Cluster evolution during the early stages of heating explosives and its relationship to sensitivity: a comparative study of TATB, β-HMX and PETN by molecular reactive force field simulations†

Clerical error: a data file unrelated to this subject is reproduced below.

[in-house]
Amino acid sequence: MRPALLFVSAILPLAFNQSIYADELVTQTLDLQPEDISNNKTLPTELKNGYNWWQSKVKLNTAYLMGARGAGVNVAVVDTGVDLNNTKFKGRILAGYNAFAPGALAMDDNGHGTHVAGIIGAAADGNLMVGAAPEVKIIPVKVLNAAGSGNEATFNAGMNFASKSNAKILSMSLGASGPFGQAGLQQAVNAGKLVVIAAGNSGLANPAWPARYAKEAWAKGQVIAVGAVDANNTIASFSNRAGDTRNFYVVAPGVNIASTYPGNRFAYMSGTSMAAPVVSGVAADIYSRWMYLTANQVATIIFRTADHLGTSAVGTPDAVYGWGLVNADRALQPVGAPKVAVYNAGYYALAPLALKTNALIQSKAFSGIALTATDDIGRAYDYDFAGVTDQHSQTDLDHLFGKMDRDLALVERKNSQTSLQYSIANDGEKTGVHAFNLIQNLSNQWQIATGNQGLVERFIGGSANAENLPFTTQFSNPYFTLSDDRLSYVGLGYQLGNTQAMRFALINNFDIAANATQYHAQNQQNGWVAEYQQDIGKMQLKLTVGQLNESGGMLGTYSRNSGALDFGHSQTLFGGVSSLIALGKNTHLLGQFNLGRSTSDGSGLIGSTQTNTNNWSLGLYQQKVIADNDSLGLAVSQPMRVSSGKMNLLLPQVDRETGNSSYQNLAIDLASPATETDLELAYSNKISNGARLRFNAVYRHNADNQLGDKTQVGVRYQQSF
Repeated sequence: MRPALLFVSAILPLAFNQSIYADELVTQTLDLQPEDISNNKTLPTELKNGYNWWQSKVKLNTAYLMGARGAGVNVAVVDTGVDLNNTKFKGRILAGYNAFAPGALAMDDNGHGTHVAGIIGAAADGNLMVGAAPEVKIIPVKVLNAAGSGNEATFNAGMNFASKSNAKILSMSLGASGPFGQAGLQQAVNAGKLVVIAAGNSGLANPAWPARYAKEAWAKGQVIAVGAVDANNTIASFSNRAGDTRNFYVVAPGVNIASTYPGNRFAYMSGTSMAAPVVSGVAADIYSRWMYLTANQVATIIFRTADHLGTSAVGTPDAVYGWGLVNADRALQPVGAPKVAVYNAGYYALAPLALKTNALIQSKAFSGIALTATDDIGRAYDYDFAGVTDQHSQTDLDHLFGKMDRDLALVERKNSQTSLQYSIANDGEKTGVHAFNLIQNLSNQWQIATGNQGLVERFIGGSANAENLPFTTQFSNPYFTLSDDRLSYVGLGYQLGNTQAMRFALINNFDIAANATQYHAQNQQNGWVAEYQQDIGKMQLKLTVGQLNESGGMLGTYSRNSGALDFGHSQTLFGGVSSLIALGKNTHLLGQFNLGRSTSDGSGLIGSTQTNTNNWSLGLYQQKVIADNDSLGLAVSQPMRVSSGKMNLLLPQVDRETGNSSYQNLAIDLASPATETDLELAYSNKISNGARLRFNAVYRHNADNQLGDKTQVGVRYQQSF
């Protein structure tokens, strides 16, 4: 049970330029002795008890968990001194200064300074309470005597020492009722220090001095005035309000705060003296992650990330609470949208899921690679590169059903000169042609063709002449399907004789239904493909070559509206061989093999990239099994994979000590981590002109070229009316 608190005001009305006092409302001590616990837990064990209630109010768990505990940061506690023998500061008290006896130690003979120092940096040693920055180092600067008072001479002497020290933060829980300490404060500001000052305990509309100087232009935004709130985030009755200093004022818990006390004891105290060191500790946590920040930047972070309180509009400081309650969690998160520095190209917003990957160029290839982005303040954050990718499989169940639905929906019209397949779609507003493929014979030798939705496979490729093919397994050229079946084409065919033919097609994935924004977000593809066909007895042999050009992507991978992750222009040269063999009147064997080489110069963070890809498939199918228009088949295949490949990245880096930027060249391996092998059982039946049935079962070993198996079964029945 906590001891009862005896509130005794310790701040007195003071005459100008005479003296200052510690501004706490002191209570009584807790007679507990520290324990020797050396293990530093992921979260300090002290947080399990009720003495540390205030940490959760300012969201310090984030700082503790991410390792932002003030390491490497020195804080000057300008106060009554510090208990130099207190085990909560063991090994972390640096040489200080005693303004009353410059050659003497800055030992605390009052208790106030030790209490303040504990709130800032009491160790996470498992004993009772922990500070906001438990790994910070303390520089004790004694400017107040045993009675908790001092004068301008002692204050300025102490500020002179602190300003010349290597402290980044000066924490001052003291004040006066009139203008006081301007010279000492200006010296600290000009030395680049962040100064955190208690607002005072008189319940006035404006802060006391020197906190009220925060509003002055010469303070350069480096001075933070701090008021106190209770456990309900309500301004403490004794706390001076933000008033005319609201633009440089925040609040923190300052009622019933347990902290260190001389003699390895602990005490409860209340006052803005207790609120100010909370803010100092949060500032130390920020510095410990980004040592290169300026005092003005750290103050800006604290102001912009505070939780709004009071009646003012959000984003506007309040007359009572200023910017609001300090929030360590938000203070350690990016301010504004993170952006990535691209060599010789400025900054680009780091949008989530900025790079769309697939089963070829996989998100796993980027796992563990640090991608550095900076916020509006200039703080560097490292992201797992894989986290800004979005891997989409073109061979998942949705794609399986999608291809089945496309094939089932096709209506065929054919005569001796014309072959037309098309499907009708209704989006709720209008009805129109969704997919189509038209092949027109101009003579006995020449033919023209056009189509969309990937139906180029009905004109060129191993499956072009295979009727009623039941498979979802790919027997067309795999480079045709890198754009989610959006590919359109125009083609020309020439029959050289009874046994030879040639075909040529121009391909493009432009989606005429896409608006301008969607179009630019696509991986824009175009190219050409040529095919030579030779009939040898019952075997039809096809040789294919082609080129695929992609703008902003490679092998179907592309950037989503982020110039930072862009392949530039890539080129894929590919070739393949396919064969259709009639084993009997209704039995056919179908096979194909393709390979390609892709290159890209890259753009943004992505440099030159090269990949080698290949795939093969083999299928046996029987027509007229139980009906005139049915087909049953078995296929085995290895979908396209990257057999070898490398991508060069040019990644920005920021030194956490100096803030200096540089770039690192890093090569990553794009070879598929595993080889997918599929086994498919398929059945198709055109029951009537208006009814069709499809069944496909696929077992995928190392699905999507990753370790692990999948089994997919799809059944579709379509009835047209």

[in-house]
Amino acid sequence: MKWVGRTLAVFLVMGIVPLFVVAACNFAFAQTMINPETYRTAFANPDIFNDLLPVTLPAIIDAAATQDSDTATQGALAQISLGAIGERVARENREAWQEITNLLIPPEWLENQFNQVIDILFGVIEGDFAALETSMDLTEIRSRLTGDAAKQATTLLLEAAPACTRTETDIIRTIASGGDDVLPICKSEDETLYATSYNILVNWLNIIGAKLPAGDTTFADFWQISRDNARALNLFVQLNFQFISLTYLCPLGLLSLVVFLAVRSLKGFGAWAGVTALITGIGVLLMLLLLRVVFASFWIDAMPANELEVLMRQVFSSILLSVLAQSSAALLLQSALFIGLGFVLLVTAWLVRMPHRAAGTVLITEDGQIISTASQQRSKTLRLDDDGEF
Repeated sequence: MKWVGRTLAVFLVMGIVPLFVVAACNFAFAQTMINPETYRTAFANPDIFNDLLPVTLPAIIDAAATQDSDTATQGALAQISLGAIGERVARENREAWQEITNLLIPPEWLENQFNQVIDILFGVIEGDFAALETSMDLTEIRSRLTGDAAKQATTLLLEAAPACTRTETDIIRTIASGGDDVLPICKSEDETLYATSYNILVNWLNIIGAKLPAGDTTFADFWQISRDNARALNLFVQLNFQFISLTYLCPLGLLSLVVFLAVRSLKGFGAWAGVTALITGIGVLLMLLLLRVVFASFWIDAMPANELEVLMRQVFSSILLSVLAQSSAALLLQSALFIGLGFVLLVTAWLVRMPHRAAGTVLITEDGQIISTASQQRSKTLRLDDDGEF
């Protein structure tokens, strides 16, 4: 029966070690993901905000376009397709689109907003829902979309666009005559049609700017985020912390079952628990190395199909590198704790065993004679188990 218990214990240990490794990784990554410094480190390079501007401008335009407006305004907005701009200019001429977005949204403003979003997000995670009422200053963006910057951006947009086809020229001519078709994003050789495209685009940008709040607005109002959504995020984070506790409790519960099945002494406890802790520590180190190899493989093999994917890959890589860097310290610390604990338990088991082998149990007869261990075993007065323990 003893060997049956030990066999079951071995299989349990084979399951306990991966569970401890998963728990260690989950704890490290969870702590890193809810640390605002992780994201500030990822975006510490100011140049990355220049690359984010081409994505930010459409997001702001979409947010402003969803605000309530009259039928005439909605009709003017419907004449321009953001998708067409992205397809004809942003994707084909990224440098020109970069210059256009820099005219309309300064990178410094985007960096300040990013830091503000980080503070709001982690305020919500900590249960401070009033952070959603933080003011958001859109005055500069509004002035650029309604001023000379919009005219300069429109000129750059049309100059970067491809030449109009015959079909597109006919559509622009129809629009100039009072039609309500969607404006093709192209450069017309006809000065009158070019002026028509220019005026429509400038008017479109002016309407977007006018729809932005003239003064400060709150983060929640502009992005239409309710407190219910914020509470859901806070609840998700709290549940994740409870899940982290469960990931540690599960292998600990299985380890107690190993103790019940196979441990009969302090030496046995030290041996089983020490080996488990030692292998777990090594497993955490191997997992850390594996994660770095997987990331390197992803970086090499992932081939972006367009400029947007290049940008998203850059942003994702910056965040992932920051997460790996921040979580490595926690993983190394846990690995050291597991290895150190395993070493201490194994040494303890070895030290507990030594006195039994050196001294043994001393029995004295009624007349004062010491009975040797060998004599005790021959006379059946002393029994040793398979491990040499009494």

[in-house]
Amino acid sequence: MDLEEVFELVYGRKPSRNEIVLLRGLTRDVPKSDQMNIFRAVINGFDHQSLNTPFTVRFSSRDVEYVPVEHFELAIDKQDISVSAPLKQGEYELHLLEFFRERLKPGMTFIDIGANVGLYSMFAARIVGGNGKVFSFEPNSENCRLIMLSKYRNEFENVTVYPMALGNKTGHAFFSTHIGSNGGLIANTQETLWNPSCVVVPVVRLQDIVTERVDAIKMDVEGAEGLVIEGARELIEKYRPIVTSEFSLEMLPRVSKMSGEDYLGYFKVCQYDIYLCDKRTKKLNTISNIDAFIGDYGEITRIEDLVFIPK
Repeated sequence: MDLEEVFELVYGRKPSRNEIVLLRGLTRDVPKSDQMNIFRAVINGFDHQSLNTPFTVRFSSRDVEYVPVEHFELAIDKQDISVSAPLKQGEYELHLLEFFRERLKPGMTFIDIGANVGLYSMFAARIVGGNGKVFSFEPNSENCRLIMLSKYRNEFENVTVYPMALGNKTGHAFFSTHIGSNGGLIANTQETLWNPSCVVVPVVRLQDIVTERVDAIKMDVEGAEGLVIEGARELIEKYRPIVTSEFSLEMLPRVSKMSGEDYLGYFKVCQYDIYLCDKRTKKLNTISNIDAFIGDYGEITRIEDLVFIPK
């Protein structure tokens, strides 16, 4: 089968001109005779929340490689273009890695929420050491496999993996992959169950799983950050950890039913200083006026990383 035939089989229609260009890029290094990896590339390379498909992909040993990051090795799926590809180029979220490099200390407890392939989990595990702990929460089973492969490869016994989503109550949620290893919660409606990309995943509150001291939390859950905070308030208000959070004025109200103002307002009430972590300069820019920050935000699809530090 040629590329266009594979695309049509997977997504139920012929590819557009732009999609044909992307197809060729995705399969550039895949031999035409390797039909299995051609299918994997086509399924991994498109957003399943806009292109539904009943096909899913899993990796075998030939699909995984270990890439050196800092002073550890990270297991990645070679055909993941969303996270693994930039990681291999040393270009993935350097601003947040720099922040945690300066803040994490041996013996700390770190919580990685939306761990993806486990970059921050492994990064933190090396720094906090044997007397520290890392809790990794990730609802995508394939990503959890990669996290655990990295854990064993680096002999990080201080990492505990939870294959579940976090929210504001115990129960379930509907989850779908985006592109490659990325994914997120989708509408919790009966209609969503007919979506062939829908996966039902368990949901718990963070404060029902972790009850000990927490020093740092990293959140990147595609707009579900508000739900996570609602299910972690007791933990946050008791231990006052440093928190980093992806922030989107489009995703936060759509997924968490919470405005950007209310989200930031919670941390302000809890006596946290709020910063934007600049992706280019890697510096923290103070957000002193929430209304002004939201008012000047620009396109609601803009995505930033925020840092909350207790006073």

Clustering is experimentally and theoretically verified during the complicated processes involved in heating high explosives, and has been thought to influence their detonation properties. However, a detailed description of the clustering that occurs has not been fully elucidated. We used molecular dynamic simulations with an improved reactive force field, ReaxFF_lg, to carry out a comparative study of cluster evolution during the early stages of heating for three representative explosives: 1,3,5-triamino-2,4,6-trinitrobenzene (TATB), β-1,3,5,7-tetranitro-1,3,5,7-tetrazocine (HMX) and pentaerythritol tetranitrate (PETN). These representatives vary greatly in their oxygen balance (OB), molecular structure, stability and experimental sensitivity. We found that when heated, TATB, HMX and PETN differ in the size, amount, proportion and lifetime of their clusters. We also found that the clustering tendency of explosives decreases as their OB becomes less negative. We propose that the relationship between OB and clustering can be attributed to the role of clustering in detonation. That is, clusters can form more readily in a high explosive with a more negative OB, which retard its energy release, secondary decomposition, further decomposition to final small molecule products and widen its detonation reaction zone. Moreover, we found that the carbon content of the clusters increases during clustering, in accordance with the observed soot, which is mainly composed of carbon as the final product of detonation or deflagration.